There are certain circumstances in which a grandchild could object to a Will. Most likely the Will was probated without notice to you because you would not be entitled to any share of the estate if there were no Will. There fact that you were a caregiver by itself does not give you any rights to the estate. You need to take your questions to a probate lawyer and provide specific information about who the survivors are, when the Will was executed and whether you have any basis to beleive that the Will was not the product of your grandmother's own wishes.
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Attorney Brophy is correct. It is rare that a person would have standing to contest a grandparent's will, but it is not impossible. Thus, the grandson should retain an experienced probate lawyer as soon as possible to review this matter.
Note that, given the significant services the grandson rendered to the decedent over the past 15 years, it is possible that he would have a claim against the grandparent's estate for payment for these services. Such a claim might encourage other family members to play ball with him. Good luck to you.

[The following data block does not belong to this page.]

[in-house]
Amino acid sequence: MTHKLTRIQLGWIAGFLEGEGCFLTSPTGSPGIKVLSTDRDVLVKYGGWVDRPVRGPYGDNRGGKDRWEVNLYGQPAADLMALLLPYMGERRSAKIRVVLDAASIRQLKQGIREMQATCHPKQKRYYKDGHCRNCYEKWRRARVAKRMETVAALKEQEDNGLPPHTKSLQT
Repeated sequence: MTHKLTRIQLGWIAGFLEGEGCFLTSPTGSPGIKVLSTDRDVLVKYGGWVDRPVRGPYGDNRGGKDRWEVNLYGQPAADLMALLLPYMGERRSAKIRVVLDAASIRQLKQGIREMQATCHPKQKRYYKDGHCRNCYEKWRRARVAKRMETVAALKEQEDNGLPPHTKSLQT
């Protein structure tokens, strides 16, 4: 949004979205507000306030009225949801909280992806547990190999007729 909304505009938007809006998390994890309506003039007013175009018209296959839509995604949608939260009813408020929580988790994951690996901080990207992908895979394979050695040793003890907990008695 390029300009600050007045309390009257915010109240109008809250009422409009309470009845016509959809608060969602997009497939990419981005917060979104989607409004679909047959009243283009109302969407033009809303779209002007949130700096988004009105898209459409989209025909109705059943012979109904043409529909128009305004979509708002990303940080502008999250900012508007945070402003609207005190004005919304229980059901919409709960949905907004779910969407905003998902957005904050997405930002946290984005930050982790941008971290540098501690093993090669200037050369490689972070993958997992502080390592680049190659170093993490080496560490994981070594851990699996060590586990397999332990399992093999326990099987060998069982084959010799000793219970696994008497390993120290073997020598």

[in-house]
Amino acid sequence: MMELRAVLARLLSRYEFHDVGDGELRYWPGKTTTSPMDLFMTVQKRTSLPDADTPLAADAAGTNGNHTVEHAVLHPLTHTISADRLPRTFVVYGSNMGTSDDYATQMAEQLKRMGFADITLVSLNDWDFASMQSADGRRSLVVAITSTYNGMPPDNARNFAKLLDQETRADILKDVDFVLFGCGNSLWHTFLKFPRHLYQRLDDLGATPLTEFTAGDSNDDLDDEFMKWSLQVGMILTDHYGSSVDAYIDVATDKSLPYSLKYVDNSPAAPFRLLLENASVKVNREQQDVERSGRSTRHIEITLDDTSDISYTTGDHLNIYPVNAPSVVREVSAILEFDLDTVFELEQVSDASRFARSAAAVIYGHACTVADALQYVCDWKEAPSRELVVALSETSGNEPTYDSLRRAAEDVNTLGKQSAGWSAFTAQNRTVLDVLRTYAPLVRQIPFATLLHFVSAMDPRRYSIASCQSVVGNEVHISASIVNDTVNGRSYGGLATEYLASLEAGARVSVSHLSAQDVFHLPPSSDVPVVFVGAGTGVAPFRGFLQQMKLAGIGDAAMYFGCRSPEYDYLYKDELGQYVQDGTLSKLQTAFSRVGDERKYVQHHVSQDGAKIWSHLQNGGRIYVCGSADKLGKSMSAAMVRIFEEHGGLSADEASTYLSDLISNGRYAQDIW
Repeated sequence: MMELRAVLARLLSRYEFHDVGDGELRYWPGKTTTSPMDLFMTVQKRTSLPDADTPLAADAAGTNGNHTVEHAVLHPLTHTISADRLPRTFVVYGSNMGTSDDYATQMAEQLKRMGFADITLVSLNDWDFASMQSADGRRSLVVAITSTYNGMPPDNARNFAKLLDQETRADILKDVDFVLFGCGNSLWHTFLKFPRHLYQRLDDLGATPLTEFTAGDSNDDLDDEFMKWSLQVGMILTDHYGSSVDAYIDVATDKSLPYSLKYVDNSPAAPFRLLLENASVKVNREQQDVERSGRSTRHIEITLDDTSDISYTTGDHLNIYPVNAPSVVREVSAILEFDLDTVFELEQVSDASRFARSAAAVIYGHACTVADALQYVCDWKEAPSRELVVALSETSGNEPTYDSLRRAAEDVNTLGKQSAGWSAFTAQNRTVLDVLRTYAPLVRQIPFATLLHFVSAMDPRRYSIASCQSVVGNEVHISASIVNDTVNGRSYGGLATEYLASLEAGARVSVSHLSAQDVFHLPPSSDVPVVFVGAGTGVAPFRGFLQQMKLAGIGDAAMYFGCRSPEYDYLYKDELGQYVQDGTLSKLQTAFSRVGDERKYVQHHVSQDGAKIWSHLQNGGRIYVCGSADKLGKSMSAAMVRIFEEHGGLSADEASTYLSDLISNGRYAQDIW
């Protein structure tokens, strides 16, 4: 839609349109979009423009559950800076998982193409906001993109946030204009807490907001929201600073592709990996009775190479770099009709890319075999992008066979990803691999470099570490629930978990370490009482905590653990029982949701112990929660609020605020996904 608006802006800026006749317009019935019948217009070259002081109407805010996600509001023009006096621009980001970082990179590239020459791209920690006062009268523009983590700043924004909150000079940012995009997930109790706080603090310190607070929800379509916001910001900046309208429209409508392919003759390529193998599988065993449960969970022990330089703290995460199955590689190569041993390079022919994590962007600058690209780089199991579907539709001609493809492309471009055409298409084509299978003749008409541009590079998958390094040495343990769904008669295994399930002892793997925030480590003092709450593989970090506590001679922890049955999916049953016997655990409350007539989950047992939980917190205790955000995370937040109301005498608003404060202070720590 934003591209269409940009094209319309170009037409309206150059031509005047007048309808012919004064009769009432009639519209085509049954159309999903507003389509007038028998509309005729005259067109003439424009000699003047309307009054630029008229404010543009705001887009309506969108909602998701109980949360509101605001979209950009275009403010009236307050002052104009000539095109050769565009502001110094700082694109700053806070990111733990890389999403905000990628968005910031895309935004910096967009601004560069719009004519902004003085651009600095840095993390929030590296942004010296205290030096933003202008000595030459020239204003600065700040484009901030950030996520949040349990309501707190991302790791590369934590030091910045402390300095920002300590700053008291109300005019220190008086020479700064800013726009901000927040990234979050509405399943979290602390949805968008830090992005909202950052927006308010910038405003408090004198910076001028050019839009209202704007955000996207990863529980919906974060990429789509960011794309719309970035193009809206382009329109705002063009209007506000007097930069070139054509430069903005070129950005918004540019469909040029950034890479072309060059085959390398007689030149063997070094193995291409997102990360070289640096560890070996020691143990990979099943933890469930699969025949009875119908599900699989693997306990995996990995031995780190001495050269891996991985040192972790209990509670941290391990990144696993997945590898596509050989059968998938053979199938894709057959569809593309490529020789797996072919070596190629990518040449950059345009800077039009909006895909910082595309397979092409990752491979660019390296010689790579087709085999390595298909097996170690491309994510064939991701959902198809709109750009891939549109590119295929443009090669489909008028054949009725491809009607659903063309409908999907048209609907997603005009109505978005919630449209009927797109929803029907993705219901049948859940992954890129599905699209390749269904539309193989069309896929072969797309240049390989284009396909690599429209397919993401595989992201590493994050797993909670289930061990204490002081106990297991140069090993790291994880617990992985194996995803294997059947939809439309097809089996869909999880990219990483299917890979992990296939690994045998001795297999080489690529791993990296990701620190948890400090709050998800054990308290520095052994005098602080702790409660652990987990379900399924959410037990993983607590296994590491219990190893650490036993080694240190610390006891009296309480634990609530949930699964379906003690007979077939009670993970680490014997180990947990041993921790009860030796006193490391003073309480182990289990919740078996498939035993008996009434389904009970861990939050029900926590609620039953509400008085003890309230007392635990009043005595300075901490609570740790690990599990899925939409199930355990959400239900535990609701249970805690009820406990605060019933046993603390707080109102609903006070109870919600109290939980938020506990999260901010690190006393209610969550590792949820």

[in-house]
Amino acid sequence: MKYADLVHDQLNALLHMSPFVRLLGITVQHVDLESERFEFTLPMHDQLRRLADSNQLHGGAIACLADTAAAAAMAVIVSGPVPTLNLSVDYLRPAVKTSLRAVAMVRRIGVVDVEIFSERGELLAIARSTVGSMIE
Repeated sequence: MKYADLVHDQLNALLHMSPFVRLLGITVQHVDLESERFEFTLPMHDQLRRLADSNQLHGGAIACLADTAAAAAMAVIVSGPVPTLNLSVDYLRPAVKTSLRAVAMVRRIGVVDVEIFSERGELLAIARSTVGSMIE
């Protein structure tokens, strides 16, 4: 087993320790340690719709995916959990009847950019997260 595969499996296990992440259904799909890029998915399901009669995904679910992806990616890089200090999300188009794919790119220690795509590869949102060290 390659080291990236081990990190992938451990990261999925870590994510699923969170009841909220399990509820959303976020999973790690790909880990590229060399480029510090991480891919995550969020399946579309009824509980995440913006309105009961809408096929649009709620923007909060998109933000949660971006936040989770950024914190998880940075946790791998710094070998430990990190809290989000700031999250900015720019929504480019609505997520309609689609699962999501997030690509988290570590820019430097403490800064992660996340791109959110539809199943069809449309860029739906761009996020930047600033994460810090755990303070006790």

This information is presented as a public service. It should not be construed to be formal legal advice nor considered to be the formation of a lawyer/client relationship. I am licensed in Connecticut and New York and my answers are based upon the law in those jurisdictions. My answer to any specific question would likely be different if I were to review a client's file and have the opportunity to interview the client. Accordingly, I strongly urge you to retain an attorney in your jurisdiction with respect to any legal matter.
It is possible to challenge a will, but it is difficult and expensive. You are asking for case law; does this mean you are trying to do this yourself? I would strongly advise against this. Challenging a will is not the easiest thing in the world, even for experienced attorneys.
This posting is for informational purposes only. It is not legal advice, nor does it establish an attorney-client relationship. For more information, please visit www.justinelderlaw.com.